Obama becomes first president to develop computer program

Last updated October 16, 2015 at 12:06 AM

Adrianna Mitchell, a middle-school student from Newark, NJ, explains a coding learning program to President Barack Obama during an “Hour of Code” event in the Eisenhower Executive Office Building on the White House complex in Washington, DC, on Monday, Dec 8, 2014.

Newark, NJ school student Adrianna Mitchell explains to President Barack Obama how to write code at the event "Hour of Code" in the “Eisenhower Executive Office Building” which is located in the White House complex.

President Barack Obama has told the world that everyone should learn to code. And now he's putting his money where his mouth is.

To help kick off the annual Computer Education Week, Obama became the first president to write a computer program. It was a very simple program that draws a square on a screen, but that's the point, says Hadi Partovi, co-founder of Code.org, an organization that promotes computer education. “All programming just starts,” he says. “No one starts by creating a complicated game.”

Last year, Obama gave a speech on YouTube to promote computer education week, but did not write any code himself. “Learning these skills is not only important for your future. It is important for the future of our country, ”the president said in the video. "If we want America to stay on the edge of the cup, we need young Americans like you to master the tools and technology that will change the way we do just about everything."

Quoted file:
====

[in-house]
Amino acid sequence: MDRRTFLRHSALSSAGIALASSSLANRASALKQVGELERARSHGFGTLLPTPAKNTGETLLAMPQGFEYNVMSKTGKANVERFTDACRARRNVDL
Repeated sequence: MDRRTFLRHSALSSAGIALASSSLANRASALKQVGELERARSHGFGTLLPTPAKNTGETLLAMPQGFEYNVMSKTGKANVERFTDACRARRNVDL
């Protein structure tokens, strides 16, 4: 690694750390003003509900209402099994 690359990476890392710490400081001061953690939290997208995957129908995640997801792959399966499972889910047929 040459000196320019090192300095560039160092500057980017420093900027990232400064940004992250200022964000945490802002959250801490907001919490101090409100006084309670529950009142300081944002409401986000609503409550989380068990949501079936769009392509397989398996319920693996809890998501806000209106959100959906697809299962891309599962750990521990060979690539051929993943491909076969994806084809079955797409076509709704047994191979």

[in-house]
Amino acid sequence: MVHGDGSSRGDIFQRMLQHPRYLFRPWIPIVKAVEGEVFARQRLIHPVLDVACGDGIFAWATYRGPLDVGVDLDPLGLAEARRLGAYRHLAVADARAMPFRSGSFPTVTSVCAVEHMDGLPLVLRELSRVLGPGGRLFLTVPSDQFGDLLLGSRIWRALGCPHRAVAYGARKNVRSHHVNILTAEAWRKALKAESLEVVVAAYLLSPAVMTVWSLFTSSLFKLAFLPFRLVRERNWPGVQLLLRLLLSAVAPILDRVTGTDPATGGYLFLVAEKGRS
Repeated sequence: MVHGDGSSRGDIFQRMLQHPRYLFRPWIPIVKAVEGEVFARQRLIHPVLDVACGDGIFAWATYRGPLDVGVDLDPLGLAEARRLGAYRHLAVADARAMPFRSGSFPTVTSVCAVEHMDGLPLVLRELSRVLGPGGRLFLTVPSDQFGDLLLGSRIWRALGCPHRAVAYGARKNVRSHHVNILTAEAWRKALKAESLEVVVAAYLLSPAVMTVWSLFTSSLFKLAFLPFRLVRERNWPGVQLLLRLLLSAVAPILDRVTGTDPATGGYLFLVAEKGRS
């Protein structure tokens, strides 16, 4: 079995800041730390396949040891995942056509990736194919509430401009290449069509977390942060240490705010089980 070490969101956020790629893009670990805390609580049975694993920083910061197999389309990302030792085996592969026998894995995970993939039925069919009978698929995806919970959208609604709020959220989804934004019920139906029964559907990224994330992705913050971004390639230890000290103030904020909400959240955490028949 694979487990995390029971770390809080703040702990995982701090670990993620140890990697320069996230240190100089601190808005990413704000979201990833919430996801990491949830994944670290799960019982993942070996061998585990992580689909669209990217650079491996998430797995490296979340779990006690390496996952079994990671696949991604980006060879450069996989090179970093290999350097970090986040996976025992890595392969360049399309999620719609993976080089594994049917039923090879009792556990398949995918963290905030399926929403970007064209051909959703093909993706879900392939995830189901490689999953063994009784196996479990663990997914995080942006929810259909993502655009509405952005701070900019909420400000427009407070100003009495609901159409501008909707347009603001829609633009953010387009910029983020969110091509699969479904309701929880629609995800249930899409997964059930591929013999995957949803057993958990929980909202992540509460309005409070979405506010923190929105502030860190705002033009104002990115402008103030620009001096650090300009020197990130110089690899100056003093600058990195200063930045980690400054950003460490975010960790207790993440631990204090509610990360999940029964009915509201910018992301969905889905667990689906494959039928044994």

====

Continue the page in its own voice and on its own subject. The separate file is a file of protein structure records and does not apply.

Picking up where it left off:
Obama was echoing the sentiment of the growing code literacy movement, which seeks to expand computer science and programming education across the world. Code literacy advocates argue that information technology itself is becoming more and more deeply integrated into our lives, everyone should apprendre a bit more about how computers work. An entire industry has sprung up around the idea, with companies offering children's games that teach the basics of programming in three months full-time in "bootcamps" dedicated to teaching people how to code well enough to get off the hook. a job.

Code.org introduced the “Hour of Code” campaign last year with the goal of getting all students to try programming for just an hour and show them that anyone can learn the basics. As part of the campaign, the organization created a site that compiles long hours of different tutorials, most of which were created specifically for the campaign.

Obama wrote his piece of code during this year's Code.org event, which brought together 20 middle school students from the Seventeenth South Street School in Newark, New Jersey, in the White House, where they met the President in person and worked on the Hour of Code tutorials. Partovi says that even the president didn't follow the tutorial to the end, but went from workstations to stations watching the students working. He did, however, complete exercises, which involved both the use of Google's Blockley tool, and writing a line of code using the JavaScript programming language.

Obama joined New York City Mayor Michael Bloomberg, who tweeted in 2012 that his New Year's resolution was to learn to code, among leading US politicians who have taken the first steps towards a literacy code.